Where things stand..

I haven’t posted in a while. I’m having one of those dharma-downtimes that happen every so often. I haven’t lost faith in what the dharma is all about… in fact, I think I’m seeing just how important it is.

A few months ago, I applied for a retreat with Gil Fronsdal. I was very excited to sit with him and my motivation to sit was quite high.. until I got wait listed for the retreat.. and then didn’t get into it at all. My dharma balloon took a bit of a hit.

Then, my schedule changed for a few months and my Tuesday night sit, at Mission Dharma, became my once-a-month sit — only when it was my night as “lead volunteer”.

Our morning routine, which used to have my wife taking my daughter to school and me sitting for 3″ of incense every workday, shifted.. and I started going with them in the morning to drop Lucy off at school or camp and then going to work with Sara.

So, in the course of just a few months, my daily sitting, my weekly Sangha sitting and my retreat sitting all became a little wobbly. And I have to say that my state of mind has become a bit wobbly as well.

I see how important practice is for me. My weekly sits are back on track, thanks to another schedule change which frees up my Tuesday nights. The sits are actually pretty good, though I have been losing my concentration before the end of the 45 minutes. It feels very grounding to show up and sit.. and to be with the sangha, too.

I hope to get my daily sitting back on track as well, though I haven’t quite figured out how just yet. Mornings are busy. It’s not easy to find 25 minutes to ‘just sit’. But I’ll work on it.

The retreat for the year… that’s still up in the air. I’ll see what I can find. Having a retreat on the calendar is always very helpful for me.

We’ll see if the blog posts pick back up when the sitting does… sitting doesn’t guarantee insights — but there’s a better chance for insight when you establish a rhythm with the practice.

[ ___ ] is being known.

Once again, I’ve found inspiration for my practice from the Satipatthana series of Joseph Goldstein.

One simple suggestion is made with reference to “bare knowledge” of an object. It is suggested that we regard any sense object simply as “… being known”. This is deliberately a passive construction. In practice, registering each sight, sound, sensation, thought, taste and smell with the label “…is being known” has some unique qualities. Here are some that seem very useful/helpful so far:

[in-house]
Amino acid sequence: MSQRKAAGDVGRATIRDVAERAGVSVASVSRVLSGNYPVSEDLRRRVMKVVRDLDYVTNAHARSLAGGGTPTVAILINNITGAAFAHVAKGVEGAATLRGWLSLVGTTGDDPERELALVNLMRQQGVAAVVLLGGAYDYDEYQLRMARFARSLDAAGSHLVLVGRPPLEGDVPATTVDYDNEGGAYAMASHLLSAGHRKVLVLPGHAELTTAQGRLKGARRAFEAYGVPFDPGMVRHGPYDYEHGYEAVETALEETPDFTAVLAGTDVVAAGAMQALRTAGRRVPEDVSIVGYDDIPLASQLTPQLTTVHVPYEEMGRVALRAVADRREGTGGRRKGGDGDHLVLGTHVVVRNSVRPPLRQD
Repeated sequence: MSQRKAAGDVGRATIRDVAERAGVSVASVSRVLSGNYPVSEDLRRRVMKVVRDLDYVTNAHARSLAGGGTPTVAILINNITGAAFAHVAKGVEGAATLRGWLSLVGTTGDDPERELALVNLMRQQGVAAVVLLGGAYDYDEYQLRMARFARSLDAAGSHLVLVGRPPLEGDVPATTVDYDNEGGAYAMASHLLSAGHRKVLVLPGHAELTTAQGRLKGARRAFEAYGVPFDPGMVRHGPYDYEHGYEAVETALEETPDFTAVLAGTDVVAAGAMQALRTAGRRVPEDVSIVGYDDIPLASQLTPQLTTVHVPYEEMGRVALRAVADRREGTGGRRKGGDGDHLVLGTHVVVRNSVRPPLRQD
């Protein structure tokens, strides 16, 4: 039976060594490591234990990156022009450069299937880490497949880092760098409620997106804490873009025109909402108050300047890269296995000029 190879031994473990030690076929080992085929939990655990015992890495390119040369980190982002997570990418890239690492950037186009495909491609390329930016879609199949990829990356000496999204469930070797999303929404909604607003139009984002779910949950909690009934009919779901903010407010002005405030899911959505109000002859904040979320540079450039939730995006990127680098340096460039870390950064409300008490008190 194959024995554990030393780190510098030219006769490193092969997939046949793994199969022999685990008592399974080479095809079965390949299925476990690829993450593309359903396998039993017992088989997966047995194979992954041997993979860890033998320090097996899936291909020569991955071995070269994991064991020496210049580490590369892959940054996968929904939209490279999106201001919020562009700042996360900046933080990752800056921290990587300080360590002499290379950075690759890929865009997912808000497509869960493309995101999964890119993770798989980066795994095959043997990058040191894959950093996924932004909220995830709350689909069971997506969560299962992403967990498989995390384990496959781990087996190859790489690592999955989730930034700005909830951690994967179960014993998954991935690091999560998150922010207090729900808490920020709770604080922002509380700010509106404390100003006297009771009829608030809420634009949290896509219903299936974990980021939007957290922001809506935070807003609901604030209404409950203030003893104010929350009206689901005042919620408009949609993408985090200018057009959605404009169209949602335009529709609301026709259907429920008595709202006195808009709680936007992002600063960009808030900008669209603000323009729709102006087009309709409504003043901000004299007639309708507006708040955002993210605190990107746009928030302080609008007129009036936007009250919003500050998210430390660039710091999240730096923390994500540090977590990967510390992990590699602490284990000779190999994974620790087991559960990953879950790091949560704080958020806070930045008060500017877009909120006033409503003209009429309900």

(1) As a mindfulness label, this is the lowest possible bar. Anything that comes into awareness “.. is being known”. There is no other requirement; everything is included.

(2)The simplicity of it seems to avoid a layer of doubt that can occur when noticing very subtle experiences. Instead of using thoughts to understand the object of awareness before acknowledging it, it can “be known” just as it is, with it’s ambiguity or it’s clarity.

(3) This passive construction avoids calling out a subject. There is no “I” needed. The very subtle, but nearly all pervasive selfing process is not supported by labeling in this way. Only the object being known and the knowing of it are present, and eventually these two may collapse as well.

(4) The mind’s movements and overall state “can be known”, though it is hard to place this into any of the six classic senses. The activity of the mind seems distinct from the thoughts and images that comprise the “thought” category, or sixth sense gate. Rather than being a sense gate, noticing the mind’s shifts and searches or it’s steadiness; it’s wide focus or narrow focus; the presence or absence of desire, etc. points directly at the 3rd foundation of mindfulness: the mind.

(5) As the mind settles and becomes more concentrated, Knowing itself becomes the object. This has the One Taste of seeing into one’s own mind, or doing a koan.

(6) Anything that is “being known” is necessarily in the present moment. It’s not possible that something from the past or future “.. is being known”. It becomes quite evident that any such thought of something from the past is a thought and that it’s the thought that “is being known”. Likewise, any thought of the future is known immediately to be a thought. Any fear, desire, confusion or other reactions to this thought are also “being known” just as they are during this practice–because the arising of the known and the knowing of it are being laid bare. Thus exposed, these reactions and stories have less power to distract awareness and spin the mind into another fantasy, perpetuate the story, and reinforce the conceit of self.

This has been a very simple, direct and effective tool in service of mindfulness. I am very grateful for concepts like this that can really help the practice unfold.

Thanks, Yvonne